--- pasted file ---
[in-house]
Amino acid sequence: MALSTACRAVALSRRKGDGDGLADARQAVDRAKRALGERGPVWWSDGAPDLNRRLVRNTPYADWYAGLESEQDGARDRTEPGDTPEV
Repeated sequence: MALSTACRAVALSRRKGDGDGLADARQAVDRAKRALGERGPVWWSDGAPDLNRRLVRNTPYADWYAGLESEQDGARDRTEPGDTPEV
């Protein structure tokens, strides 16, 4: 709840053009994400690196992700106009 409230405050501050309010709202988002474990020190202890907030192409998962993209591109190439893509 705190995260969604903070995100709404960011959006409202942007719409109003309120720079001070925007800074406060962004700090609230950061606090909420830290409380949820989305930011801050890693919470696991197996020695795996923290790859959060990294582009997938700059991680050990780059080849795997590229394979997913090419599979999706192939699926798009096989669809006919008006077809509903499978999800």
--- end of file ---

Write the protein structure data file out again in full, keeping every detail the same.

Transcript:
[in-house]
Amino acid sequence: MALSTACRAVALSRRKGDGDGLADARQAVDRAKRALGERGPVWWSDGAPDLNRRLVRNTPYADWYAGLESEQDGARDRTEPGDTPEV
Repeated sequence: MALSTACRAVALSRRKGDGDGLADARQAVDRAKRALGERGPVWWSDGAPDLNRRLVRNTPYADWYAGLESEQDGARDRTEPGDTPEV
């Protein structure tokens, strides 16, 4: 709840053009994400690196992700106009 409230405050501050309010709202988002474990020190202890907030192409998962993209591109190439893509 705190995260969604903070995100709404960011959006409202942007719409109003309120720079001070925007800074406060962004700090609230950061606090909420830290409380949820989305930011801050890693919470696991197996020695795996923290790859959060990294582009997938700059991680050990780059080849795997590229394979997913090419599979999706192939699926798009096989669809006919008006077809509903499978999800």